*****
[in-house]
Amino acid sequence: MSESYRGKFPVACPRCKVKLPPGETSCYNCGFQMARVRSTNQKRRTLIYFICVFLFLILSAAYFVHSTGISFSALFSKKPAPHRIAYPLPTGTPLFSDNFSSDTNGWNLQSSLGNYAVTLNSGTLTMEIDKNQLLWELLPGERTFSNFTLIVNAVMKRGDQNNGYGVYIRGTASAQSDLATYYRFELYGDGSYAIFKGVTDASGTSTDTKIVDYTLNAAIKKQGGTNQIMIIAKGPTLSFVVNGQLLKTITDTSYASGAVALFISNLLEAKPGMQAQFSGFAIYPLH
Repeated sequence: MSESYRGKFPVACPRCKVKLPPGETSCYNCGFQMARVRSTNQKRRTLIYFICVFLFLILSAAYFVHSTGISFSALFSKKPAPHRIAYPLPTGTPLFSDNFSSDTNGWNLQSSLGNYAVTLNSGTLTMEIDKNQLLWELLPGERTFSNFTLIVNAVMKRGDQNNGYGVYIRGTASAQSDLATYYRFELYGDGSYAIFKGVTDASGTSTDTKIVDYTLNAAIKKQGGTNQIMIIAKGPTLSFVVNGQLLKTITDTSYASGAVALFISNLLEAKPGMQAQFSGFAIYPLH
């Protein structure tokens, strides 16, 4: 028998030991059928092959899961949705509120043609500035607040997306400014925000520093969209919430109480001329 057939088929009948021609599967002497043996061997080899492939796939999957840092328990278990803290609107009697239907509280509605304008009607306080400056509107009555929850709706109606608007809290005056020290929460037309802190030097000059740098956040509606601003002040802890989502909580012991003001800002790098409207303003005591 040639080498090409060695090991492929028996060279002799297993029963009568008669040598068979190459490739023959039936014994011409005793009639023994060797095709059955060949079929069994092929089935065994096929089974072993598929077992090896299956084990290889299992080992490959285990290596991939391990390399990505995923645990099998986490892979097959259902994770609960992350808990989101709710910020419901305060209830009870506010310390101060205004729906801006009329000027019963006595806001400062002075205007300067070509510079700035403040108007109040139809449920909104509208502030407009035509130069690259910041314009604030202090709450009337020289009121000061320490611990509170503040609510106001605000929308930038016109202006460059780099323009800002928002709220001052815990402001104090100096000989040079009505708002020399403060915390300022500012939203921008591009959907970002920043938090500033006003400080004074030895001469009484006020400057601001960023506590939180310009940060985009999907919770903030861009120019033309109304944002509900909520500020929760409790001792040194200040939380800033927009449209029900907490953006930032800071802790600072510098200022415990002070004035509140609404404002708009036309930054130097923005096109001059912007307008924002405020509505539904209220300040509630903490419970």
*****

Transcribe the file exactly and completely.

[in-house]
Amino acid sequence: MSESYRGKFPVACPRCKVKLPPGETSCYNCGFQMARVRSTNQKRRTLIYFICVFLFLILSAAYFVHSTGISFSALFSKKPAPHRIAYPLPTGTPLFSDNFSSDTNGWNLQSSLGNYAVTLNSGTLTMEIDKNQLLWELLPGERTFSNFTLIVNAVMKRGDQNNGYGVYIRGTASAQSDLATYYRFELYGDGSYAIFKGVTDASGTSTDTKIVDYTLNAAIKKQGGTNQIMIIAKGPTLSFVVNGQLLKTITDTSYASGAVALFISNLLEAKPGMQAQFSGFAIYPLH
Repeated sequence: MSESYRGKFPVACPRCKVKLPPGETSCYNCGFQMARVRSTNQKRRTLIYFICVFLFLILSAAYFVHSTGISFSALFSKKPAPHRIAYPLPTGTPLFSDNFSSDTNGWNLQSSLGNYAVTLNSGTLTMEIDKNQLLWELLPGERTFSNFTLIVNAVMKRGDQNNGYGVYIRGTASAQSDLATYYRFELYGDGSYAIFKGVTDASGTSTDTKIVDYTLNAAIKKQGGTNQIMIIAKGPTLSFVVNGQLLKTITDTSYASGAVALFISNLLEAKPGMQAQFSGFAIYPLH
């Protein structure tokens, strides 16, 4: 028998030991059928092959899961949705509120043609500035607040997306400014925000520093969209919430109480001329 057939088929009948021609599967002497043996061997080899492939796939999957840092328990278990803290609107009697239907509280509605304008009607306080400056509107009555929850709706109606608007809290005056020290929460037309802190030097000059740098956040509606601003002040802890989502909580012991003001800002790098409207303003005591 040639080498090409060695090991492929028996060279002799297993029963009568008669040598068979190459490739023959039936014994011409005793009639023994060797095709059955060949079929069994092929089935065994096929089974072993598929077992090896299956084990290889299992080992490959285990290596991939391990390399990505995923645990099998986490892979097959259902994770609960992350808990989101709710910020419901305060209830009870506010310390101060205004729906801006009329000027019963006595806001400062002075205007300067070509510079700035403040108007109040139809449920909104509208502030407009035509130069690259910041314009604030202090709450009337020289009121000061320490611990509170503040609510106001605000929308930038016109202006460059780099323009800002928002709220001052815990402001104090100096000989040079009505708002020399403060915390300022500012939203921008591009959907970002920043938090500033006003400080004074030895001469009484006020400057601001960023506590939180310009940060985009999907919770903030861009120019033309109304944002509900909520500020929760409790001792040194200040939380800033927009449209029900907490953006930032800071802790600072510098200022415990002070004035509140609404404002708009036309930054130097923005096109001059912007307008924002405020509505539904209220300040509630903490419970």